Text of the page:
An Archaeology of Interaction: Network Perspectives on Material Culture and Society

Paperback | June 12, 2014

byCarl Knappett

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Think of a souvenir from a foreign trip, or an heirloom passed down the generations - distinctive individual artefacts allow us to think and act beyond the proximate, across both space and time. While this makes anecdotal sense, what does scholarship have to say about the role of artefacts inhuman thought? Surprisingly, material culture research tends also to focus on individual artefacts. But objects rarely stand independently from one another they are interconnected in complex constellations. This innovative volume asserts that it is such 'networks of objects' that instill objectswith their power, enabling them to evoke distant times and places for both individuals and communities.Using archaeological case studies from the Bronze Age of Greece throughout, Knappett develops a long-term, archaeological angle on the development of object networks in human societies. He explores the benefits such networks create for human interaction across scales, and the challenges faced byancient societies in balancing these benefits against their costs. In objectifying and controlling artefacts in networks, human communities can lose track of the recalcitrant pull that artefacts exercise. Materials do not always do as they are asked. We never fully understand all their aspects. Thiswe grasp in our everyday, unconscious working in the phenomenal world, but overlook in our network thinking. And this failure to attend to things and give them their due can lead to societal "disorientation".

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Think of a souvenir from a foreign trip, or an heirloom passed down the generations - distinctive individual artefacts allow us to think and act beyond the proximate, across both space and time. While this makes anecdotal sense, what does scholarship have to say about the role of artefacts inhuman thought? Surprisingly, material cultur...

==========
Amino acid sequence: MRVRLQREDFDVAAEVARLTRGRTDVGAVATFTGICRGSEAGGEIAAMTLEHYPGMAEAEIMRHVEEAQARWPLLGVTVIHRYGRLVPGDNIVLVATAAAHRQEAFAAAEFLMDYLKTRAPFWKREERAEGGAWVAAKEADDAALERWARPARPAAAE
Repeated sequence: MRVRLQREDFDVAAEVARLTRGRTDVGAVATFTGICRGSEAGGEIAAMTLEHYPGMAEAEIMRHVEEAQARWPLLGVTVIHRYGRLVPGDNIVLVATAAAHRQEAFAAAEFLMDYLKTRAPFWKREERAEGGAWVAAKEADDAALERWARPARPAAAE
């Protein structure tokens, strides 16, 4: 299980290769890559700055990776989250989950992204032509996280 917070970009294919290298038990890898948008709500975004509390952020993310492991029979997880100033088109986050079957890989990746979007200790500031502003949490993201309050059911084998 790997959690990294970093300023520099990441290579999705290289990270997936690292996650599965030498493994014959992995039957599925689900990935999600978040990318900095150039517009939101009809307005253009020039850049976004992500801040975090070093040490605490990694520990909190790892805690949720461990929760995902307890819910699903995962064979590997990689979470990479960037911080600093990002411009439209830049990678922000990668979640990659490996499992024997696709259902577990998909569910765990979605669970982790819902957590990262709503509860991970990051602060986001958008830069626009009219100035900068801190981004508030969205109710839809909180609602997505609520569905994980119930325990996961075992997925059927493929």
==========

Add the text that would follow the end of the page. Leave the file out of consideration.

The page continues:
Carl Knappett is Walter Graham / Homer Thompson Chair in Aegean Prehistory at the University of Toronto.

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Format:PaperbackDimensions:262 pages, 9.21 × 6.14 × 0.58 inPublished:June 12, 2014Publisher:Oxford University PressLanguage:English

The following ISBNs are associated with this title:

ISBN - 10:0198706936

ISBN - 13:9780198706939

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Table of Contents

Part 11. Introduction2. Interaction, Space, and Scale3. Networks Between DisciplinesPart 24. Micro-Networks: Proximate Interactions5. Meso-Networks: Communities of Practice6. Macro-Networks: Reginal InteractionsPart 37. Networks of Objects8. Meshworks of Things9. Temporalities and Biographical CareEpilogueFuture Challenges

Editorial Reviews

"Carl Knappett's book represents a milestone in the study of archaeological distribution patterns. Network analysis has in recent years become highly influential in the study of past human interaction as represented by material culture. Knappett shows, through the skilful use of a range ofcase-studies and theoretical standpoints, how the network approach to material culture can shed new and sometimes unexpected light on many aspects of interactions in the ancient past." --Anthony Harding, University of Exeter